“Who hasn’t got the idea will get it anyway”: Russian propaganda on Ukrainian television

Сергій Йолкін, «Радіо Свобода»

Україномовна версія цього звіту доступна тут.

Previous Detector Media research projects and polls, dealing with Russian propaganda influences in Ukraine during and after Euromaidan, proved that the means of content manufacturing and ways of its delivery to the target audiences in Ukraine are in flux and can be accommodated to changing situation in Ukraine. Although Ukrainian government and civil society have done a lot to protect country from subversive attacks via traditional and new media, exposure of the more developed and stronger western democracies to Russian meddling in elections urged us to continue monitoring and analysis of the eventual Russian influence in the Ukrainian media environment.

We assume that in Russian centralized system of governmental control over media policy and hierarchical management of media assets there is high coherence and integrity between tasks and actions when it comes to disseminating propaganda messages about Ukraine to both domestic and foreign audiences.

Therefore, between February 2017 and August 2018 on monthly basis we closely examined how “Ukrainian issues” were covered by number of the most popular and authoritative (establishment) Russian media outlets. Among them are: “Rossiyskaya Gazeta”, “Komsomolskaya pravda”, “Izvestiya”, “Argumenty i Fakty”, “Nezavisimaya Gazeta”, “Argumenty Nedeli”, “Moskovskiy Komsomolets”, “RBK-gazeta”, “Vedomosti”, “Ekspert”, “Ogonyok”, “Sovetskaya Rossiya”, “Pravda”, “Trud”, “Zavtra”.

Simultaneously, we analyzed content of the TV news (evening programs) of such Ukrainian TV channels as: “Inter”, TRK “Ukraina”, TRK “1+1”, ICTV, 5 channel, 112 channel, STB, “UA: Pershyi”, NewsOne. Since beginning of 2018 we were able to conduct permanent monitoring of Internet-media “Strana.UA” and “Vesti-ukr.net”. From June 2018 we has got opportunity to analyze content of the all daily TV news in all major channels, certain talk-shows (Svoboda Slova by ICTV and Ukrainskyi Format by NewsOne) and monitor number of the radio stations and local TV channels.

According to our observations the main Russian propaganda narratives imposed on Ukrainian and Russian public were:

  • Ukraine has been on the brink of major crisis (collapse, “Third Maidan”, chaos, civil war) due to widespread corruption, economic decline and high activity of the nationalistic radicals.
  • Ukrainian leadership is not interested to stop the war in Donbas, since it is used for personal enrichment and concentration of power.

There were a number of key messages, disseminated in support of the mentioned narratives, which has been directly used by Russian media and indirectly re-distributed by certain Ukrainian media, which cited “experts” and politicians:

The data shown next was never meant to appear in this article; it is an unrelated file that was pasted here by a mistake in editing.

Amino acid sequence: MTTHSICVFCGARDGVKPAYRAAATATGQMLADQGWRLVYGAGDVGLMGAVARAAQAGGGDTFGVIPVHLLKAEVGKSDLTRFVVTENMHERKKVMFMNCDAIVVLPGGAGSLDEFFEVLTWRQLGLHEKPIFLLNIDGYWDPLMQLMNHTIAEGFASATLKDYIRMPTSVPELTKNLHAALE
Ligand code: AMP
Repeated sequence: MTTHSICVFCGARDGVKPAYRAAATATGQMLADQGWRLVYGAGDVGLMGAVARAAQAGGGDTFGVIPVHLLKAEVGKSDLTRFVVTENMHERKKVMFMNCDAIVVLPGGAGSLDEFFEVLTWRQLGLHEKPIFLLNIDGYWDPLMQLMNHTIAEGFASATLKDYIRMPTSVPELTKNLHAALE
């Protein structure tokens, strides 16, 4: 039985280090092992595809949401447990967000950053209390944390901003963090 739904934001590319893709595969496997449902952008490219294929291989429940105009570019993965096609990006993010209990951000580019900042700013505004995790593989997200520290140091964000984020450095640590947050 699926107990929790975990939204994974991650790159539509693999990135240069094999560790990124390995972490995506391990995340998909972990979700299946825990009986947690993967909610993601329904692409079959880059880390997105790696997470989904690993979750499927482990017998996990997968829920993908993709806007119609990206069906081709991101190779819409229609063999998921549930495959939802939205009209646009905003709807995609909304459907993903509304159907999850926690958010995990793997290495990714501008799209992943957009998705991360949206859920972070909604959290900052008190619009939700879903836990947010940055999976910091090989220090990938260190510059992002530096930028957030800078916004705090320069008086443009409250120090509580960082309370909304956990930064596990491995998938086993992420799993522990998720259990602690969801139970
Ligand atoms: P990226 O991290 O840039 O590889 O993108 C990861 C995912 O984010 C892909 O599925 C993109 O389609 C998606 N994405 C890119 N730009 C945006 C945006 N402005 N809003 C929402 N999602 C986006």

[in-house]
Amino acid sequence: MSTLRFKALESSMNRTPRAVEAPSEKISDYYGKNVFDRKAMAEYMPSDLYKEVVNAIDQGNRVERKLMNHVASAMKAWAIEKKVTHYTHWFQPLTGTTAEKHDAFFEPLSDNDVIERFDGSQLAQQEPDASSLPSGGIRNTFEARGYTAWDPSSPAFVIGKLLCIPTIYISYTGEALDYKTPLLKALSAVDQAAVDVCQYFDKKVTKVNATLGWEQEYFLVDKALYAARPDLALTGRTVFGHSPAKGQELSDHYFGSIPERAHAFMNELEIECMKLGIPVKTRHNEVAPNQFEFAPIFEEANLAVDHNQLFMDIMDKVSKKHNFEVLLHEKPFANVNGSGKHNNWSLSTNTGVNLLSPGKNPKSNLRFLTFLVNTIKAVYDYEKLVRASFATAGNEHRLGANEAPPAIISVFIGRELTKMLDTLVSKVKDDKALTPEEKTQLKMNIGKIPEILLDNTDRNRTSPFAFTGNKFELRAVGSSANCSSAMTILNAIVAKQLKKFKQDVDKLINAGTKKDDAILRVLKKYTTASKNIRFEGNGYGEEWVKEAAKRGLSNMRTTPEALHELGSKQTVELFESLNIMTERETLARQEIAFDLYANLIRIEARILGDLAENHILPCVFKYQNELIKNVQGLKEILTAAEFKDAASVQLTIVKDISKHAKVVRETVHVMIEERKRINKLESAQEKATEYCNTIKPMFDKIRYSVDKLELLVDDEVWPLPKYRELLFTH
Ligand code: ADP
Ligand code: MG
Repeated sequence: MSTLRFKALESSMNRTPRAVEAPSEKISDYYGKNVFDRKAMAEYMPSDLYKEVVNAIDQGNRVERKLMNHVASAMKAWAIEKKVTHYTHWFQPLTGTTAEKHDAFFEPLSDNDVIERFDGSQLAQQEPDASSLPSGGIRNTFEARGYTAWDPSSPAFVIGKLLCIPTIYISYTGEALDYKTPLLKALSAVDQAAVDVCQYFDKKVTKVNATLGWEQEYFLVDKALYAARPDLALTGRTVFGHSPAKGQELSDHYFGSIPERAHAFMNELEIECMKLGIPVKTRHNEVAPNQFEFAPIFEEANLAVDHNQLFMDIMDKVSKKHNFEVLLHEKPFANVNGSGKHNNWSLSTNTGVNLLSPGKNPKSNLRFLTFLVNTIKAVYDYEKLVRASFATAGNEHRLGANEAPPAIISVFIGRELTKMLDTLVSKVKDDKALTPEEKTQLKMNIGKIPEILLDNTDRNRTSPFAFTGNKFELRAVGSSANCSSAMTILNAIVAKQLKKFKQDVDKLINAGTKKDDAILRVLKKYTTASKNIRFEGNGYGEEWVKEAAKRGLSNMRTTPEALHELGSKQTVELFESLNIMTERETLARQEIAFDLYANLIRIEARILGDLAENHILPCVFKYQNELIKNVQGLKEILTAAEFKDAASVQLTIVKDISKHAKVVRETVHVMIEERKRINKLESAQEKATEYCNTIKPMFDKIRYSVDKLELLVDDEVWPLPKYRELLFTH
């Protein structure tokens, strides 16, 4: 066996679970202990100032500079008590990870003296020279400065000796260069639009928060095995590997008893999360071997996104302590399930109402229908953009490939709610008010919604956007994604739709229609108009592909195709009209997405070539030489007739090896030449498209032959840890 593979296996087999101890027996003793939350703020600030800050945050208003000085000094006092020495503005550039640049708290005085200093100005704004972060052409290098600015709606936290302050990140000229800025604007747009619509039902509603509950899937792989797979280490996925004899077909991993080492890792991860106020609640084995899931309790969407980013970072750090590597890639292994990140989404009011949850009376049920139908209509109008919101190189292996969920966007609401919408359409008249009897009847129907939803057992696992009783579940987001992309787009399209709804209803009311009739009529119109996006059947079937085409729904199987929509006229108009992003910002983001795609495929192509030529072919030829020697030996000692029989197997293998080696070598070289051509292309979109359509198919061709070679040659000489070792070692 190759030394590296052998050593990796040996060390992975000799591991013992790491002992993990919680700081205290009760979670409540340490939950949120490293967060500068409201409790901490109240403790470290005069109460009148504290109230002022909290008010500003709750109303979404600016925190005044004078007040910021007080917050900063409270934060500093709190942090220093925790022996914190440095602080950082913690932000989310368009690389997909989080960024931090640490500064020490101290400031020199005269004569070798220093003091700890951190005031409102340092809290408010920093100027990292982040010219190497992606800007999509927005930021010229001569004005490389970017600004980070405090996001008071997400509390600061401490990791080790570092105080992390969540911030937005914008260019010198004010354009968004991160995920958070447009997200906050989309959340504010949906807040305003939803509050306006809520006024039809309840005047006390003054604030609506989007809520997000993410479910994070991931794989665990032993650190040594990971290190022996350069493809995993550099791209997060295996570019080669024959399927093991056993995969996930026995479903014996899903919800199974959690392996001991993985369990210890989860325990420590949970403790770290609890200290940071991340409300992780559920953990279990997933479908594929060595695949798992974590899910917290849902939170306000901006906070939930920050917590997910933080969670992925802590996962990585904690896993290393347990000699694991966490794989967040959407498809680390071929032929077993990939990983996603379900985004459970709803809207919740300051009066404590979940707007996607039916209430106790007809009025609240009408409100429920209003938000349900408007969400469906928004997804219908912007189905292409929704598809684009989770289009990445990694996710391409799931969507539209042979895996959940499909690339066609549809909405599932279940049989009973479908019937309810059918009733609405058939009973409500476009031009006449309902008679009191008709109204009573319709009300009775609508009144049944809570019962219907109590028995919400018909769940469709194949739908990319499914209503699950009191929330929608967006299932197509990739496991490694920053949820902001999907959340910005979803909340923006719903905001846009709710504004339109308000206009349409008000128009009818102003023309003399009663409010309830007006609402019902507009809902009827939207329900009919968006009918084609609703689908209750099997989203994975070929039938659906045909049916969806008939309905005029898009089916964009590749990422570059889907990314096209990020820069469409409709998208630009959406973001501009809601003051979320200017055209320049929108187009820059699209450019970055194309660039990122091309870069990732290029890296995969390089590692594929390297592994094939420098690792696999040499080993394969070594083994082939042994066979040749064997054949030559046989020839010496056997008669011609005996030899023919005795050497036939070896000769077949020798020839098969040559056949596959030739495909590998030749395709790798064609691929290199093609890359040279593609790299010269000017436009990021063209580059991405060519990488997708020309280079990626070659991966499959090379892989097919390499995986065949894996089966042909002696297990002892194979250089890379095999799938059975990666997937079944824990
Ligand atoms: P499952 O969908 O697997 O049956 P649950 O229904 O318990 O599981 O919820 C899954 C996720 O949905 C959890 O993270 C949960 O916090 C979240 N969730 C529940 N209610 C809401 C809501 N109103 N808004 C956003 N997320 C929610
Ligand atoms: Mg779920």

• Peace in Donbas can be achieved only by means of direct talks with separatists;
  • Ukrainianauthoritiesaredependentonviolentsupport of the nationalistic radicals:
  • Economic (energy) policiesofUkrainewillfailduetocompletedivorcewithRussia;
  • Ukrainiangovernmentpersecutesindependentmediaandjournalists;
  • Allreformshavefailed, default is imminent and the country is governed by external authorities (IMF and USA);
  • Lingual, religiousandhistoricalmemorypoliciesoftheUkrainiangovernmentdividesnationandruinsrelationswiththe neighboringstates.

Monitoring provided enough evidence to assume that while covering “Ukrainian issues” Russia media used them as additional tool to shape public opinion about domestic issues. For instance, they discussed corruption inside Poroshenko’s team when opposition attacked corruption of the Putin’s men; topic of war in Donbas and developments of the international negotiations about conflict resolution – before and after important meetings between Putin and foreign leaders; topics of economic and demographic troubles of Ukraine – to illustrate strength of the economic policies of the Russian government, especially on the eve of presidential elections in 2018

Russian propaganda entered Ukrainian media, masked as “commentaries” of the “independent experts”, “journalists”, “bloggers”, “civil activists” interviewed by certain TV channels (predominantly Inter and NewsOne). Therefore, subversive activity, directed by Russian interests used constitutional freedom of speech and freedom of information, to achieve its target audiences in Ukraine.

Other means of propaganda penetration were citing anonymous sources in Ukrainian government (Administration of President, Parliament, ministries) and Ukrainian Armed Forces, referring to representatives of occupation administrations in Donbas, broadcasting direct speech of Russian leadership (Putin, Lavrov, Shoigu, Miller) without critical fact-checking of their statements.